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    Missile Defense

Russian military leaders have expressed concern about US plans for a national missile defense system. Will defense technology be limited by possibilities for a strategic imbalance? Is this just SDI all over again?

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rshowalter - 10:27pm Aug 21, 2001 EST (#7977 of 7982) Delete Message
Robert Showalter

The patterns in
MD7935 rshowalter 8/20/01 9:08pm . . MD7936 rshowalter 8/20/01 9:08pm

can show, beyond ANY reasonable doubt, that the missile defense program can't work, for any sane military purpose, and that we have to find our security in other ways.

I'll be working hard to prove that, and hope to do so with some help from people with the power and resources to make sufficiently persuasive proof happen.

We have other, better things to do with the money and the fine engineers whose lives are being squandered on this program. Things the world needs - that would serve the interests of the United States.

We're approaching "the end of the road" for the military industrial complex that Eisenhower warned against so many years ago. Some adjustments need to be made. And it can, and must, happen in public.

I'm out for tonight.

rshowalter - 10:30pm Aug 21, 2001 EST (#7978 of 7982) Delete Message
Robert Showalter

For the record.

September 25, 2000 was an interesting, busy day for me on this thread -- my first day.

It ended at MD304 rshowalt 9/25/00 5:28pm

I made an offer that still stands.

The Cold War should be over.

We have better things, safer things, that we could be doing.

rshowalter - 10:43pm Aug 21, 2001 EST (#7979 of 7982) Delete Message
Robert Showalter

U.S. Sets Deadline for Settlement of ABM Argument by PATRICK E. TYLER

"MOSCOW, Aug. 21 A senior Bush administration official said today that the United States had given Russia an unofficial deadline of November to agree to changes in the Antiballistic Missile Treaty or face a unilateral American withdrawal from the arms control accord.

" Speaking in an interview on Russian radio that will be aired on Wednesday evening, the official, John R. Bolton, undersecretary of state for arms control and international security, said after two days of talks with Russian officials that the United States plans to resolve its strategy for withdrawing from the treaty before Russia's president, Vladimir V. Putin, visits Mr. Bush this fall.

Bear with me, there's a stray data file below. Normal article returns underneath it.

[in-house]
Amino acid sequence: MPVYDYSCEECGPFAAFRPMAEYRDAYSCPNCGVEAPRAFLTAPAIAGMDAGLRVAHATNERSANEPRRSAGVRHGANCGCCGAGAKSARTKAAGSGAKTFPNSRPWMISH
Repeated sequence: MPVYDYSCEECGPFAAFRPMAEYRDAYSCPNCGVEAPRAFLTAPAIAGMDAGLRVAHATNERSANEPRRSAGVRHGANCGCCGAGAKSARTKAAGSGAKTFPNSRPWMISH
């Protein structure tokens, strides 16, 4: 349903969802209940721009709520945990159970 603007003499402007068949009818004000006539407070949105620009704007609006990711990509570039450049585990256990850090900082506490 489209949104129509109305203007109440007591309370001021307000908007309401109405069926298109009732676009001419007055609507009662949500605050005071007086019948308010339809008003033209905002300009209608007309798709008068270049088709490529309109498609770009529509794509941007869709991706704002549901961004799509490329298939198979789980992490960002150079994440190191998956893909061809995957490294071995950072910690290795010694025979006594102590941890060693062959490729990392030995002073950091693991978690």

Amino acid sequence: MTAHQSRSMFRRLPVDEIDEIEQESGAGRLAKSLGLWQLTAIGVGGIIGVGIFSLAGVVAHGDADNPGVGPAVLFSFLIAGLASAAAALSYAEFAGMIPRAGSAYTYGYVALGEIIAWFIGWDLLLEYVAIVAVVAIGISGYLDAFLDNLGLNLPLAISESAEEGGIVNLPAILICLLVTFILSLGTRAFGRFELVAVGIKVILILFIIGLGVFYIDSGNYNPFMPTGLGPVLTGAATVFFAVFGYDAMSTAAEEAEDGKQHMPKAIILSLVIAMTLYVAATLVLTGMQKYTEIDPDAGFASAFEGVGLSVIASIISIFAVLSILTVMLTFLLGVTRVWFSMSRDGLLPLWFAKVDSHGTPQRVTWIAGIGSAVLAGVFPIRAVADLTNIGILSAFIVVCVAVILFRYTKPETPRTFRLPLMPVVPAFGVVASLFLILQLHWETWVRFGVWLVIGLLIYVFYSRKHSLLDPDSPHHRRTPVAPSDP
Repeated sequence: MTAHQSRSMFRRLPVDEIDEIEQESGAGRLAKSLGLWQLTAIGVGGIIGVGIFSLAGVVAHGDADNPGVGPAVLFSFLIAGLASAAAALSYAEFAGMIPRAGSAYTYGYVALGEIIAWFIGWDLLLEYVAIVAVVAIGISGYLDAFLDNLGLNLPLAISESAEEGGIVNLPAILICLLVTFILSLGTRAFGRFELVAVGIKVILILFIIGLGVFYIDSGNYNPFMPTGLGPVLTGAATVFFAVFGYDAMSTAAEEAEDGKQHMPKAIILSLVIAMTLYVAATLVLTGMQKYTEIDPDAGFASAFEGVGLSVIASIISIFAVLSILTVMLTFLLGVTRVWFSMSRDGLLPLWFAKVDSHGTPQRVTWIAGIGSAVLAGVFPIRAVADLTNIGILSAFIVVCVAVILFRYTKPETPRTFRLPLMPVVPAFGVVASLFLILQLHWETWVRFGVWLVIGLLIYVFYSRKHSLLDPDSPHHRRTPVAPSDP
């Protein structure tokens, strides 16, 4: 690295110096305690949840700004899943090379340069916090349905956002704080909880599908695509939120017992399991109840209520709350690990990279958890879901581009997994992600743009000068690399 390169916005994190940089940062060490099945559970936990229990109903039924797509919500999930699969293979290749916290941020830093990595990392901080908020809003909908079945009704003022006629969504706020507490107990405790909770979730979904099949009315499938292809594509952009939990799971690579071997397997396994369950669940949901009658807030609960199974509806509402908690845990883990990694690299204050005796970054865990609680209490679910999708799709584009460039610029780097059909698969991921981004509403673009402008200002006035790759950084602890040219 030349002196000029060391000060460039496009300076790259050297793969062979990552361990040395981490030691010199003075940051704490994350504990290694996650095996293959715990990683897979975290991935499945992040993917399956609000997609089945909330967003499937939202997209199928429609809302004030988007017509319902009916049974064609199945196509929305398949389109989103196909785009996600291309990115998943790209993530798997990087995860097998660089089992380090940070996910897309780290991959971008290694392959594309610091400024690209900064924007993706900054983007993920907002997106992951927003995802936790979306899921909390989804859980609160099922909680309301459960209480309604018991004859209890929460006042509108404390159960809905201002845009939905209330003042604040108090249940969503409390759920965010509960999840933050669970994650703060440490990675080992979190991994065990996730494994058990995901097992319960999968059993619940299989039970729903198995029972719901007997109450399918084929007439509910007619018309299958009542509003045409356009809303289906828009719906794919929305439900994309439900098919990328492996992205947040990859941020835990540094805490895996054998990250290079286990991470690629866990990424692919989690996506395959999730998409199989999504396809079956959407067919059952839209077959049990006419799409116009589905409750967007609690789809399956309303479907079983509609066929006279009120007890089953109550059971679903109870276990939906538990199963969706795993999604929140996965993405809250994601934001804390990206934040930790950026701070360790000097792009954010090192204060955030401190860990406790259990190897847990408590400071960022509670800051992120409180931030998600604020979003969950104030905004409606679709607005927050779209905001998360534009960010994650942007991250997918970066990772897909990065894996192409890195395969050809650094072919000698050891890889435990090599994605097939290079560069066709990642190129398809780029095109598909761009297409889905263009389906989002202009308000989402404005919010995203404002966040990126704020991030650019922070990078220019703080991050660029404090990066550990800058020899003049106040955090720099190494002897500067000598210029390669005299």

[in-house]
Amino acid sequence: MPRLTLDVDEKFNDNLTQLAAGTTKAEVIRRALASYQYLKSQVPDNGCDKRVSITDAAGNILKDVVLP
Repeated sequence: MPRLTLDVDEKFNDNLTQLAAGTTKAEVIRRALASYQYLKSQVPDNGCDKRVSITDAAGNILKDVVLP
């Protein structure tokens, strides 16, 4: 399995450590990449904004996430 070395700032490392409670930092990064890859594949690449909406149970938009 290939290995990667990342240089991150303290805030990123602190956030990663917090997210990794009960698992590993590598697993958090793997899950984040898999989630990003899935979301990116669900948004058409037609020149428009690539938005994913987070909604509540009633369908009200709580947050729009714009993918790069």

" It was the first time a member of the Bush administration has set a time limit for consultations that Mr. Bush pledged to undertake with American allies, and with Russia and China, before acting on his campaign pledge to develop a new national missile defense system. Such a system contravenes the 1972 treaty, which was the first United States- Soviet arms control agreement and was seen as the keystone of detente during the cold war.

" In July, a senior Pentagon official told members of Congress that an antimissile testing program would be "bumping up against" the ABM Treaty in a matter of months.

" American withdrawal from the treaty, six months after a formal notification to Moscow, would pave the way for the start of construction of a missile defense test site in Alaska. Ground-clearing for missile silos and a command center at Fort Greely, 100 miles southeast of Fairbanks, is to begin this week, a Pentagon spokesman announced today.

" Pam Bain, a spokeswoman for the Pentagon's Ballistic Missile Defense Organization, said the administration intends to begin building the missile silos as early as April.

" The Pentagon has also said a number of tests are planned for early next year that might conflict with the treaty, including using ship-based radar systems to track intercontinental ballistic missiles.

" A senior Pentagon official expressed surprise tonight when told of Mr. Bolton's remarks in Moscow, saying he did not know of any decisions by the administration to give a six-month notification of withdrawal in November.

" "I've never heard anyone say that before," the official said.

" John Rhinelander, a lawyer who advised ABM negotiators in 1972 and is a leading arms control advocate, said Mr. Bolton's remarks suggested that the administration was looking for excuses to withdraw from the treaty unilaterally.


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